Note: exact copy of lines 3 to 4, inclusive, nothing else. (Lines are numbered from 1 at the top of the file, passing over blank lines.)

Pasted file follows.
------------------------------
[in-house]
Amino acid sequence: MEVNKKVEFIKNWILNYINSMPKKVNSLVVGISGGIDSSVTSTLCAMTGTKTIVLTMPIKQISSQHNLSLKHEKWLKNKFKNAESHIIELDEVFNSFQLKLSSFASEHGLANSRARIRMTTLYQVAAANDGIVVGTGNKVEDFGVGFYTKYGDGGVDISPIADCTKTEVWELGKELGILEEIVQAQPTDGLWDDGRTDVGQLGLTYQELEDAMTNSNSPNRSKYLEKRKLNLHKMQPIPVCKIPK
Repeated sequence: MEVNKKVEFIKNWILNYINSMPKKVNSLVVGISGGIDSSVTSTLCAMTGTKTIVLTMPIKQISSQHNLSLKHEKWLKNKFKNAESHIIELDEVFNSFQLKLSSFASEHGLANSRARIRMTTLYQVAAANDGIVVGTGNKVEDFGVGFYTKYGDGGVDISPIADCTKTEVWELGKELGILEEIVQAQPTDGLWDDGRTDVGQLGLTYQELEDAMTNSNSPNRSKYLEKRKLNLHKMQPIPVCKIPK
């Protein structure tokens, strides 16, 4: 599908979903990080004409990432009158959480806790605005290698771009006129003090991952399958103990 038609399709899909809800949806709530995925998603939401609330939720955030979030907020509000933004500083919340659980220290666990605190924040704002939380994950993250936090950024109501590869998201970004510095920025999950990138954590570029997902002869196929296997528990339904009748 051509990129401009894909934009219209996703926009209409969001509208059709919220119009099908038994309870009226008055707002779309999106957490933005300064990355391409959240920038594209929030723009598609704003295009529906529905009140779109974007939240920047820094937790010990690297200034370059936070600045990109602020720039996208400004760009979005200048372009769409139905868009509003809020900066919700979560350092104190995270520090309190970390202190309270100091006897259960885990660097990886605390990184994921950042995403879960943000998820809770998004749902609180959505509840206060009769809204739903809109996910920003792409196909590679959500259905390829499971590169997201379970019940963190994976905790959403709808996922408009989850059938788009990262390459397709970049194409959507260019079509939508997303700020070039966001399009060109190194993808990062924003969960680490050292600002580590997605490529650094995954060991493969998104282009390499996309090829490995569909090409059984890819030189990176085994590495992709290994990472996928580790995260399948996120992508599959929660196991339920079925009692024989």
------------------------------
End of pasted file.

Repeated sequence: MEVNKKVEFIKNWILNYINSMPKKVNSLVVGISGGIDSSVTSTLCAMTGTKTIVLTMPIKQISSQHNLSLKHEKWLKNKFKNAESHIIELDEVFNSFQLKLSSFASEHGLANSRARIRMTTLYQVAAANDGIVVGTGNKVEDFGVGFYTKYGDGGVDISPIADCTKTEVWELGKELGILEEIVQAQPTDGLWDDGRTDVGQLGLTYQELEDAMTNSNSPNRSKYLEKRKLNLHKMQPIPVCKIPK
């Protein structure tokens, strides 16, 4: 599908979903990080004409990432009158959480806790605005290698771009006129003090991952399958103990 038609399709899909809800949806709530995925998603939401609330939720955030979030907020509000933004500083919340659980220290666990605190924040704002939380994950993250936090950024109501590869998201970004510095920025999950990138954590570029997902002869196929296997528990339904009748 051509990129401009894909934009219209996703926009209409969001509208059709919220119009099908038994309870009226008055707002779309999106957490933005300064990355391409959240920038594209929030723009598609704003295009529906529905009140779109974007939240920047820094937790010990690297200034370059936070600045990109602020720039996208400004760009979005200048372009769409139905868009509003809020900066919700979560350092104190995270520090309190970390202190309270100091006897259960885990660097990886605390990184994921950042995403879960943000998820809770998004749902609180959505509840206060009769809204739903809109996910920003792409196909590679959500259905390829499971590169997201379970019940963190994976905790959403709808996922408009989850059938788009990262390459397709970049194409959507260019079509939508997303700020070039966001399009060109190194993808990062924003969960680490050292600002580590997605490529650094995954060991493969998104282009390499996309090829490995569909090409059984890819030189990176085994590495992709290994990472996928580790995260399948996120992508599959929660196991339920079925009692024989």